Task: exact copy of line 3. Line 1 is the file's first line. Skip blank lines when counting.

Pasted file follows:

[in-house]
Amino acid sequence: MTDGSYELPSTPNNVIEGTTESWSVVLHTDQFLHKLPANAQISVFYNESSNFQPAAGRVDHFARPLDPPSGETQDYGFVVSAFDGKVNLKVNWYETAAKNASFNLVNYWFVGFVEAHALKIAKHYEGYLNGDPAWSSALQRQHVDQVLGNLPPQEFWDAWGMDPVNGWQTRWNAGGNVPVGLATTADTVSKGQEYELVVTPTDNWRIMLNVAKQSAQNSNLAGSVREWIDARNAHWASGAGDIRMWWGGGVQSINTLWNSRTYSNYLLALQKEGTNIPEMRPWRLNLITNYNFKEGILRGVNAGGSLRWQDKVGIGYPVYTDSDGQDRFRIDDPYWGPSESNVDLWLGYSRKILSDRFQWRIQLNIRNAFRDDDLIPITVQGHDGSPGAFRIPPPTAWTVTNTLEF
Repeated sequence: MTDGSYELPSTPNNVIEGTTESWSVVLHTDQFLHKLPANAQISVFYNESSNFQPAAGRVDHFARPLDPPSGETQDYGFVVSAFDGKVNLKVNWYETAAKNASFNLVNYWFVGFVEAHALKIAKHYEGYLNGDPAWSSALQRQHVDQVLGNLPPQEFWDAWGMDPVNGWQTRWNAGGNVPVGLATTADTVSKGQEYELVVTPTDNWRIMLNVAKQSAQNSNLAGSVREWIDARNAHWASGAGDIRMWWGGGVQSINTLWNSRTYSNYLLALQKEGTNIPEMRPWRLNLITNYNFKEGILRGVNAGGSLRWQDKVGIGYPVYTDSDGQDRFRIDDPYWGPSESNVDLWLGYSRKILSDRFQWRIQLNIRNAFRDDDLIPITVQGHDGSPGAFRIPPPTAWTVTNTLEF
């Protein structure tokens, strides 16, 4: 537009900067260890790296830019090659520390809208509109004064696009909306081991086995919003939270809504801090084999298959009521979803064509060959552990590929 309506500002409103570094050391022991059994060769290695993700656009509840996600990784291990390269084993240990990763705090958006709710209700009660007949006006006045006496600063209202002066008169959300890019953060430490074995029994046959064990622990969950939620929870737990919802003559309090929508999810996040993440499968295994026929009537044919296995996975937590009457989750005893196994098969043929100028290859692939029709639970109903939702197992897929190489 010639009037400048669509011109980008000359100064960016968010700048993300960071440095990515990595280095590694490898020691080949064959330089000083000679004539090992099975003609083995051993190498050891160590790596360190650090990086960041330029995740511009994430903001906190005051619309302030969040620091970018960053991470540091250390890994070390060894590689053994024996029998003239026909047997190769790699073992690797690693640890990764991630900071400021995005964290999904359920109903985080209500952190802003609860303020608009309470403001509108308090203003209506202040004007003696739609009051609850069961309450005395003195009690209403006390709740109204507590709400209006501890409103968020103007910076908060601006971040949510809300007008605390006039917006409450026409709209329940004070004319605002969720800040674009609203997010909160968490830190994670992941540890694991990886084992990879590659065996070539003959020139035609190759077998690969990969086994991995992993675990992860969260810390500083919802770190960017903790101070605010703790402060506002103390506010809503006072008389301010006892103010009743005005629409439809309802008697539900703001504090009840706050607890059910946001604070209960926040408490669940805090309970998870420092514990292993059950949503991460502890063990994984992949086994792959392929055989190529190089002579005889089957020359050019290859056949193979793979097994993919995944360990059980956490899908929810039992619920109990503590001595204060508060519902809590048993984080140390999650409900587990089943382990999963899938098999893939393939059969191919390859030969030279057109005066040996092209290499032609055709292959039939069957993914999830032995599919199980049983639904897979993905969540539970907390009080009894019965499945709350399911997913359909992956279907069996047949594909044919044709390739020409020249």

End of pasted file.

Repeated sequence: MTDGSYELPSTPNNVIEGTTESWSVVLHTDQFLHKLPANAQISVFYNESSNFQPAAGRVDHFARPLDPPSGETQDYGFVVSAFDGKVNLKVNWYETAAKNASFNLVNYWFVGFVEAHALKIAKHYEGYLNGDPAWSSALQRQHVDQVLGNLPPQEFWDAWGMDPVNGWQTRWNAGGNVPVGLATTADTVSKGQEYELVVTPTDNWRIMLNVAKQSAQNSNLAGSVREWIDARNAHWASGAGDIRMWWGGGVQSINTLWNSRTYSNYLLALQKEGTNIPEMRPWRLNLITNYNFKEGILRGVNAGGSLRWQDKVGIGYPVYTDSDGQDRFRIDDPYWGPSESNVDLWLGYSRKILSDRFQWRIQLNIRNAFRDDDLIPITVQGHDGSPGAFRIPPPTAWTVTNTLEF